iv) Fit strong electromagnets of the same polarity to all of the trolleys, so that when I walk down the aisle where some old couple have left their trolley in the middle while they go looking for the cat food 3 aisles down, the trolley will be naturally repelled by my trolley, rather than me having to either stop and move theirs, or physically bash the thing out of the way.
Paris icon, cos shopping is her thang (the numbering scheme is hers, too)
...it could all go to hell in a handbasket.
Which aisle for the coats?
The supermarkets won't allow it
Sounds great from the customer's point of view, but the supermarkets wouldn't allow this kind of consumer control for simple reasons.
Firstly, the whole point of the supermarket method of shopping - adding multiple items to a cart and then paying at the end - is that the customer can't keep track of how much they're spending, until it is too late. Give them too much feedback and they'll start drawing back their budget.
Secondly, the way supermarkets are laid out is carefully planned to optimise impulse buying. All the useful items are as far away from each other as possible, so the customer has to wander round the aisles looking at shelves. Giving them too much direction as to where things go means they will make a beeline right past all the tempting extra sales.
Thirdly, supermarkets don't like shopping lists; because, again, they want customers to be sidelined by extra items and special offers.
A customer who knows exactly what they want, and sticks to the buying decision made before they even set foot in the store, is no good to the supermarket. Which is, frankly, why they try to make the shopping experience more pleasant to women than men!
Hey, it looks like you're buying some beans... would you like help with that?
Oh, kill me now... o_O
Not new at all...
They had those in a supermarket chain when I was working in the States (Atlanta, to be specific). This was about 10-15 years ago.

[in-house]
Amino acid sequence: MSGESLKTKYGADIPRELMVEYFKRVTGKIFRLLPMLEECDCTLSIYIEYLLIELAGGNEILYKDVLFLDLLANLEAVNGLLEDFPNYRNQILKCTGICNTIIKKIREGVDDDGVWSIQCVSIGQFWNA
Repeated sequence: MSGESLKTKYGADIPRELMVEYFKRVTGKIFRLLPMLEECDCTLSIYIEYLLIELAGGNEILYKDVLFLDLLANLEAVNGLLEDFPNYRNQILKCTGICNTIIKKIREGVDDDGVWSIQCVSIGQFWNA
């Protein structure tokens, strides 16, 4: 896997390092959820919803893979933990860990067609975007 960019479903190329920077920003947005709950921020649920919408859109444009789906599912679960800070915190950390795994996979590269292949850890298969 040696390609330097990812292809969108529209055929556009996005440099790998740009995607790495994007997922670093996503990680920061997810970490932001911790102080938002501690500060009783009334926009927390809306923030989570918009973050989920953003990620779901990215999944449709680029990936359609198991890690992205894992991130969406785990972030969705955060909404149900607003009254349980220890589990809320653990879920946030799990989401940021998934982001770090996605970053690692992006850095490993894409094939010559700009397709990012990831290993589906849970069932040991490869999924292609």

It wasn't much use then, either. As has been said, too many things to keep updated in the database...
If it's useful, it'll happen
"what isle it’s in"
Hey, I shop at Archipelago's too. Kind of a chore getting the trolley between isles without ruining your ready meals in the ocean, though.
Unless you meant "aisle", of course. Narf.
I think there's a bit too much pessimism here. Whether it screws up supermarkets' placement tactics or not is rather irrelevant - if it's useful, one store will implement it, people will start going there, then the others will have to install it too. They installed self-service checkouts even though they usually lack an impulse-buy counter and can't pester you to get a Nectar card. Online shopping already allows you to see your total as you shop. And they can still put bread at one end and veg at the other - in fact, if the trolleys told you exactly where to go you'll probably have more time to look at the shelves instead of staring at the aisle signs.
If they could get away with it, I'm sure all supermarkets would chain shoppers to a conveyor belt that took them round the whole store twice and then to the checkout. But if people can get a more convenient shopping experience, they'll go to a different supermarket. In fact, that's part of why people went to supermarkets in the first place instead of trudging round the high street.
Now we can have some high tech homeless people now!
> A customer who knows exactly what they want, and sticks to the buying decision made before they even set foot in the store, is no good to the supermarket. Which is, frankly, why they try to make the shopping experience more pleasant to women than men!
To be honest, the entire "constantly move everything around so I go looking for it and buy more stuff" simply dosen't work. (at least with me) If I can't find something I get pissed off and give up so they lose a sale.
It'll solve the 2 things I hated about shopping in the States.....
1. We call them trolleys and they call them carts for a reason. Ours steer with all 4 wheels, theirs steer with just the front 2. Much harder to get round sharp corners / avoid the silly woman who steps back right in front of you.
2. Buying things that cost more at the till..... yeah, the fact that we already have VAT added in our prices, they add the tax at the checkout. Hopefully this would tell you how much you're *actually* spending. (Nothing more annoying than buying 2 items in the dollar store and finding out one costs $1.04 and the other is $1.12...... dur)
Microsoft are incapable
Microsoft can't even get the calculations in Excel to work properly so what makes them think I will trust this?
This is what it would show:
3 x 1pt Milk @ 34p = £100,000.00